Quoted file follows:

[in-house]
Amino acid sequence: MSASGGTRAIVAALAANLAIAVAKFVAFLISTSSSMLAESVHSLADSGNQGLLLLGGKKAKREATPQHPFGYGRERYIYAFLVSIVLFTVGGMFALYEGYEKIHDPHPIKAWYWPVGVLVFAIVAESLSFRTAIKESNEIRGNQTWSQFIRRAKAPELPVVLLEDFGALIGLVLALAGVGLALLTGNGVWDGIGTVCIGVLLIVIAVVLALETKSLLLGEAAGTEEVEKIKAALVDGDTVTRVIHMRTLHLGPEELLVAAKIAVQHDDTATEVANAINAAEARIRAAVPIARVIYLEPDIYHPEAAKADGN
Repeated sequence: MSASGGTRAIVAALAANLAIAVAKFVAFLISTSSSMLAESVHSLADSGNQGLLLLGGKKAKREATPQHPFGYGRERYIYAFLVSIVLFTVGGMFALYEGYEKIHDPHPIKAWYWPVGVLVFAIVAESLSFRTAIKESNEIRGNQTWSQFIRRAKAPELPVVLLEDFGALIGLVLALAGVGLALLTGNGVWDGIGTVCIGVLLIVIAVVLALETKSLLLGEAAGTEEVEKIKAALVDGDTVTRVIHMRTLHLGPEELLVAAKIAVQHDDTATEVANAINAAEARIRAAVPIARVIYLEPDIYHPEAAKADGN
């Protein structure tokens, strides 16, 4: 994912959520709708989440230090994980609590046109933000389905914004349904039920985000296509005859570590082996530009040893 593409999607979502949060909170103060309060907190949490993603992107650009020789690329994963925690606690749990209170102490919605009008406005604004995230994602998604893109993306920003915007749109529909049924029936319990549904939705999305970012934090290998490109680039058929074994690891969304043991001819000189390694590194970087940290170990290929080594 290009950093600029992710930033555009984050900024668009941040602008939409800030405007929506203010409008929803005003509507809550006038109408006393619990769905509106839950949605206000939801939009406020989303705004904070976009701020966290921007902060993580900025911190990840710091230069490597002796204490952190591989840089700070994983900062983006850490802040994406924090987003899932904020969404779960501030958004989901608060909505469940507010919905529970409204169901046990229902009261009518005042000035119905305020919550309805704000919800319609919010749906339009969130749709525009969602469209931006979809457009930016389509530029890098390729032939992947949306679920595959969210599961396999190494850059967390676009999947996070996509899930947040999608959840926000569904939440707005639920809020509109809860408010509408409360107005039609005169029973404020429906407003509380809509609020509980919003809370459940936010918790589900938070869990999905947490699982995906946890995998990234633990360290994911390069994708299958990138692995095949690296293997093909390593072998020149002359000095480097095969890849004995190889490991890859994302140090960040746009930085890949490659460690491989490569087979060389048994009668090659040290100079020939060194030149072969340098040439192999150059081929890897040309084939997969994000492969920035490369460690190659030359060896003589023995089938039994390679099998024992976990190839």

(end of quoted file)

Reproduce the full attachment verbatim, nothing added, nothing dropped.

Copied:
[in-house]
Amino acid sequence: MSASGGTRAIVAALAANLAIAVAKFVAFLISTSSSMLAESVHSLADSGNQGLLLLGGKKAKREATPQHPFGYGRERYIYAFLVSIVLFTVGGMFALYEGYEKIHDPHPIKAWYWPVGVLVFAIVAESLSFRTAIKESNEIRGNQTWSQFIRRAKAPELPVVLLEDFGALIGLVLALAGVGLALLTGNGVWDGIGTVCIGVLLIVIAVVLALETKSLLLGEAAGTEEVEKIKAALVDGDTVTRVIHMRTLHLGPEELLVAAKIAVQHDDTATEVANAINAAEARIRAAVPIARVIYLEPDIYHPEAAKADGN
Repeated sequence: MSASGGTRAIVAALAANLAIAVAKFVAFLISTSSSMLAESVHSLADSGNQGLLLLGGKKAKREATPQHPFGYGRERYIYAFLVSIVLFTVGGMFALYEGYEKIHDPHPIKAWYWPVGVLVFAIVAESLSFRTAIKESNEIRGNQTWSQFIRRAKAPELPVVLLEDFGALIGLVLALAGVGLALLTGNGVWDGIGTVCIGVLLIVIAVVLALETKSLLLGEAAGTEEVEKIKAALVDGDTVTRVIHMRTLHLGPEELLVAAKIAVQHDDTATEVANAINAAEARIRAAVPIARVIYLEPDIYHPEAAKADGN
């Protein structure tokens, strides 16, 4: 994912959520709708989440230090994980609590046109933000389905914004349904039920985000296509005859570590082996530009040893 593409999607979502949060909170103060309060907190949490993603992107650009020789690329994963925690606690749990209170102490919605009008406005604004995230994602998604893109993306920003915007749109529909049924029936319990549904939705999305970012934090290998490109680039058929074994690891969304043991001819000189390694590194970087940290170990290929080594 290009950093600029992710930033555009984050900024668009941040602008939409800030405007929506203010409008929803005003509507809550006038109408006393619990769905509106839950949605206000939801939009406020989303705004904070976009701020966290921007902060993580900025911190990840710091230069490597002796204490952190591989840089700070994983900062983006850490802040994406924090987003899932904020969404779960501030958004989901608060909505469940507010919905529970409204169901046990229902009261009518005042000035119905305020919550309805704000919800319609919010749906339009969130749709525009969602469209931006979809457009930016389509530029890098390729032939992947949306679920595959969210599961396999190494850059967390676009999947996070996509899930947040999608959840926000569904939440707005639920809020509109809860408010509408409360107005039609005169029973404020429906407003509380809509609020509980919003809370459940936010918790589900938070869990999905947490699982995906946890995998990234633990360290994911390069994708299958990138692995095949690296293997093909390593072998020149002359000095480097095969890849004995190889490991890859994302140090960040746009930085890949490659460690491989490569087979060389048994009668090659040290100079020939060194030149072969340098040439192999150059081929890897040309084939997969994000492969920035490369460690190659030359060896003589023995089938039994390679099998024992976990190839």